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Steam’s Early Access program allows developers to sell Alpha versions of games currently in development. The system gives players the opportunity to speak with their wallets if they want to support a work in progress and grants them a venue to send feedback to the developer on games before they’re feature complete. Or in some cases, before they can promise to not have eyeball searing visual glitches.
Though the program launched back in March of last year, the recent overwhelming success of mod-gone-game DayZ‘s buggy, incomplete Alpha release has stirred conversation about Early Access again, and a fair bit of it is negative. Complaints of exploited players and broken games litter the forums of Early Access titles, and bloggers bemoan ruined press cycles and fears of crooked projects that take the money and run.
Now, granted, it’s easy to stay quiet when you’re content. There may be more complaints than praise out there because the satisfied crowd doesn’t have the kind of burr in its collective saddle that prompts outcry. But I’d like to lay out a defense to the naysaying going on out there. Maybe, just maybe, I can turn your opinion around on the whole operation.
What do you want to get out of your games?
That right there is the question you need to ask yourself anytime you’re thinking about buying a Steam Early Access title. Are you playing to enjoy uninterrupted immersion in its setting? Are you out to get a balanced, competitive experience against other players? Or is it that you can’t wait to boot that sucker up so you can plow through it from start to finish in a weekend binge gaming marathon?
If you answered yes to any of those questions, and I cannot stress this enough, do not buy an Early Access game. It’s not ready for you, and it may not become the experience its developers propose. You’re really likely to walk away from the experience dissatisfied. Stick to great games that have already fully released.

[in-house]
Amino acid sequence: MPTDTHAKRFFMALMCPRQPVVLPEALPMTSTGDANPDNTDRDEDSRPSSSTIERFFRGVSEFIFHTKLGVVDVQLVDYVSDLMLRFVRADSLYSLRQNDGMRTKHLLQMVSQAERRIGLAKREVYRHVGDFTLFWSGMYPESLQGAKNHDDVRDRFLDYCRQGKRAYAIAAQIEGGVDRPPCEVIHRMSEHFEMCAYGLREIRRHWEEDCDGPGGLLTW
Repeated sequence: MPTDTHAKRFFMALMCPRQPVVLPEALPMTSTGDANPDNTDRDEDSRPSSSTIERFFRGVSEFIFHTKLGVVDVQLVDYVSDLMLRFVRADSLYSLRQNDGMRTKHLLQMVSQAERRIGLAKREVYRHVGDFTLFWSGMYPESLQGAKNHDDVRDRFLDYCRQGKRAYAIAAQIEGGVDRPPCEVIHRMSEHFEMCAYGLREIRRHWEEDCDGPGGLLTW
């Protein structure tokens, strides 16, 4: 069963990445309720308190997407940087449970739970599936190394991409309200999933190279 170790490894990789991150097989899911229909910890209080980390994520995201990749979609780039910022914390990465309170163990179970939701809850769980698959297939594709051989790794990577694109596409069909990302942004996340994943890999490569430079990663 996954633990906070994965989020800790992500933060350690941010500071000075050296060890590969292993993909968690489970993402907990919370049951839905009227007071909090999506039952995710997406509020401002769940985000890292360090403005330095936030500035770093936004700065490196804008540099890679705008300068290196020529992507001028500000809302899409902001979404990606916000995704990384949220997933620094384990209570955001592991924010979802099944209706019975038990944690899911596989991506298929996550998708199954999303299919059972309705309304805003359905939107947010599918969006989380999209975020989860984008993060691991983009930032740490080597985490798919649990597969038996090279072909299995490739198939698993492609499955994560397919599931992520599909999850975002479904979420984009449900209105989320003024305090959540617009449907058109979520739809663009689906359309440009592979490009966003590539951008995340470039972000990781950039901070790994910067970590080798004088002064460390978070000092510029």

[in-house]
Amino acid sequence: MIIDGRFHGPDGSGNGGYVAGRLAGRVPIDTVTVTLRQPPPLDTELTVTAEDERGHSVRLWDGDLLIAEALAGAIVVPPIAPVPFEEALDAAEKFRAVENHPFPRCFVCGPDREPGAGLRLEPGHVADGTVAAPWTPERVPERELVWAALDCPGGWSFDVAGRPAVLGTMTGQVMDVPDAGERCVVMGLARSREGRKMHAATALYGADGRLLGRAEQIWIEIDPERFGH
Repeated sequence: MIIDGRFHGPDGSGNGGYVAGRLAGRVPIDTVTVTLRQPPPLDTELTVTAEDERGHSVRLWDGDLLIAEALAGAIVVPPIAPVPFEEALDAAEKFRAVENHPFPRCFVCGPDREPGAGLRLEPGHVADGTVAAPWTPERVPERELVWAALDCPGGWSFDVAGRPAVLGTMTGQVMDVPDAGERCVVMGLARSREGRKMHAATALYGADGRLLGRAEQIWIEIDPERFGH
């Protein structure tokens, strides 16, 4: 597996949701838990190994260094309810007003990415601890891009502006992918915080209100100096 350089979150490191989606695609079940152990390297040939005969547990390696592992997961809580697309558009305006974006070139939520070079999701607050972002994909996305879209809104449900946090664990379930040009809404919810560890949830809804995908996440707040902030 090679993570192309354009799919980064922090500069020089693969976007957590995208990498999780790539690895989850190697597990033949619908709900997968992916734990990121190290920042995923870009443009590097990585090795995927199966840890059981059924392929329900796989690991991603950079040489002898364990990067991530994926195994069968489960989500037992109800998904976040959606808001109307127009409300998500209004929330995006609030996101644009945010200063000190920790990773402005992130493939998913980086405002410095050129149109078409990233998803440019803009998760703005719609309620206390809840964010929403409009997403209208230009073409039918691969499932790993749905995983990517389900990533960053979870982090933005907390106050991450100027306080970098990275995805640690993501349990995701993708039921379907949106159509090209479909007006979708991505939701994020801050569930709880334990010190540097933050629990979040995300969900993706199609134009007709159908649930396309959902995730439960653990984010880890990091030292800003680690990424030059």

Now, you’d have a great complaint about these games if the developers were claiming that you could play them in any of the above ways, but every Early Access title has a custom disclaimer from the developer right on its store page to temper your expectations. Let’s see what DayZ’s warning looks like.
I particularly liked the little addendum in the “About The Game” section that takes us into caps lock country. If that doesn’t tell you loud and clear that what you’ll get if you buy it is a complete mess, I’m not sure what will.
If not for me, then who are these games for?
Have you ever stopped to think for a moment that wikis about games don’t just spring up on their own? I know it’s obvious when you actively put your mind to it, but unpack that one with me for a moment. For every game wiki out there, there’s a community of passionate fans scouring strategy guides, taking notes (yes, notes!) about item locations, and reverse engineering damage per second math to pull back the curtain on every inch of the game.
Are you one of those people? Or maybe you’re a game design hopeful, out to see what lessons you can learn from watching a work in progress transform based on feedback. You buy an early access title to gain insights into the process of professionals at work.
You could even be one of the game developer’s super fans. You’ve loved everything these guys have ever made, and want to be a part of their next big dream. It doesn’t get you down when programs crash or items vanish unexpectedly. You believe in the people behind the product, and you want to help them make the best game they can by documenting bugs and contributing to their success.
Those are the people best suited for Early Access games.
But how will I know when a game is ready for me?